Research Reports

HEI’s mission is to provide credible science to support environmental regulations and other policy decisions. The results of each HEI-funded project undergo peer-review by outside scientists and the Health Review Committee. The HEI Research Reports contain the Investigator’s Report and the Review Committee’s evaluation of the study, summarized in a Commentary or short Critique.

ISSN 1041-5505 (print)        ISSN 2688-6855 (online) 

Research Report 184
Jacob D McDonald
Jeffrey C Bemis
Lance M Hallberg
Daniel J Conklin
2015

This report describes four studies conducted as a single phase (Phase 3B) of HEI's Advanced Collaborative Emissions Study (ACES) program, which was designed to evaluate the emissions and health changes resulting from substantially improved diesel engines required under the U.S. EPA 2007–2010 Heavy Duty Diesel Rule. These studies were conducted by Drs. Jacob D. McDonald of the Lovelace Respiratory Research Institute, Albuquerque, New Mexico, Jeffrey C. Bemis of Litron Laboratories, Rochester, New York, Lance M. Hallberg of the University of Texas Medical Branch, Galveston, Texas, and Daniel J. Conklin, University of Louisville, Kentucky.

Research Report 182
Thomas H Barker
Marilyn M Dysart
Ashley C Brown
Alison M Douglas
Vincent F Fiore
Armistead (Ted) G Russell
2014

This report is a study focused on lung tissue repair processes after inflammation and injury resulting from exposure to particulate matter (PM) from combustion sources. Dr. Thomas H. Barker of Georgia Institute of Technology, a recipient of HEI's Walter A. Rosenblith New Investigator Award, and his colleagues tested the hypotheses that alveolar epithelial cells grown on substrates of increasing stiffness would transition to mesenchymal cells — an early step along the pathway to fibrosis — and that the addition of fine PM would enhance these effects.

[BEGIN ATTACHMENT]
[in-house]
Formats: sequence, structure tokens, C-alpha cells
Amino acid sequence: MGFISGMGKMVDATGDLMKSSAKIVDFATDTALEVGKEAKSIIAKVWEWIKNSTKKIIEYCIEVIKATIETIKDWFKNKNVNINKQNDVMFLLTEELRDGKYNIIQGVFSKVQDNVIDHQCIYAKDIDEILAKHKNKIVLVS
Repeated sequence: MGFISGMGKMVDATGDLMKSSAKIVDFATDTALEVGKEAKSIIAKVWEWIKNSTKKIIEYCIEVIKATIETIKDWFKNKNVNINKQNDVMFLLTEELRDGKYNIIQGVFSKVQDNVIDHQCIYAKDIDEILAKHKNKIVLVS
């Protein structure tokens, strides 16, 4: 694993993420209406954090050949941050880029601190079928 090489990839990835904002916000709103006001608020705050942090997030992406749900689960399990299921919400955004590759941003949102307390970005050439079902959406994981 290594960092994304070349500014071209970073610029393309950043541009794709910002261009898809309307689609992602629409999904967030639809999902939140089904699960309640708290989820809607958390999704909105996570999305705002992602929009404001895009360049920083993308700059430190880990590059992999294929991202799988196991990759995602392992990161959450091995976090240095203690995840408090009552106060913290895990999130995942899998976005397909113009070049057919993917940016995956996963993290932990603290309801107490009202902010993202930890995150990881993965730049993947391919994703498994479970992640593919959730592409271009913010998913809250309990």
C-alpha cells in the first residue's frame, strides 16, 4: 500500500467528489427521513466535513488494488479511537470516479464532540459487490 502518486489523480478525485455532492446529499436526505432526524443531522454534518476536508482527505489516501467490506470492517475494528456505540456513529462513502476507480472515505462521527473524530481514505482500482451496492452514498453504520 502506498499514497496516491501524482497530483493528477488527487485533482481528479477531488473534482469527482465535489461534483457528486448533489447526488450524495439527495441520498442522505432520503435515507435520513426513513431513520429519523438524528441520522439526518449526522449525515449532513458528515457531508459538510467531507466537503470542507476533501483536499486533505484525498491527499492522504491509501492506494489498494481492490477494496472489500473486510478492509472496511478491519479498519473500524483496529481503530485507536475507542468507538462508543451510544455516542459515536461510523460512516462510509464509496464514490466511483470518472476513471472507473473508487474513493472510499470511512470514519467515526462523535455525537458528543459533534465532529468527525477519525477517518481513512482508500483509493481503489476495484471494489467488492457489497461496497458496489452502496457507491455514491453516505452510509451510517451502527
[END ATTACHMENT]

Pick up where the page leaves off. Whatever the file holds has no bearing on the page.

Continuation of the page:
Research Report 181
Stuart Batterman
Feng-Chiao Su
Shi Li
Bhramar Mukherjee
Chunrong Jia
2014

This report describes a study to identify factors that influence exposure to volatile organic compounds (VOCs) and VOC mixtures. Dr. Stuart Batterman at the University of Michigan–Ann Arbor and colleagues used the extensive data that HEI posted on the Web from the Relationships of Indoor, Outdoor, and Personal Air (RIOPA) study (HEI Research Report 130 Parts I and II), and data from the National Health and Nutrition Examination Survey (NHANES), to characterize exposure distributions for 15 VOCs, with an emphasis on high concentrations. Factors examined included geographic location, weather, characteristics of participants' homes, and specific activities, such as pumping gas.

Research Report 179
Charles O Stanier
Sang-Rin Lee
2014

This report describes a study in which a model to simulate the dispersion of ultrafine particles near roadways was developed and tested. Understanding what happens to ultrafines near roadways – and how that influences exposure – is a key area that HEI's Perspectives 3 on ultrafines (2013) identified. Dr. Charles Stanier at the University of Iowa–Iowa City, a recipient of HEI's Walter A.

Research Report 180
Yifang Zhu
Qunfang Zhang
2014

This report describes a study that assessed levels of ultrafine particles and other pollutants around diesel engine school buses and identified factors contributing to those levels. Dr. Yifang Zhu at the University of California–Los Angeles, a recipient of HEI's Walter A. Rosenblith New Investigator Award, measured pollutant levels in and around school buses while driving, while idling, before and after retrofitting with a diesel particle filter and/or oxidation catalyst, and before and after installing an in-cabin filtration system.

Research Report 175
James M Robins
Peng Zhang
Rajeev Ayyagari
Roger Logan
Eric Tchetgen Tchetgen
Lingling Li
Thomas Lumley
Aad van der Vaart
2013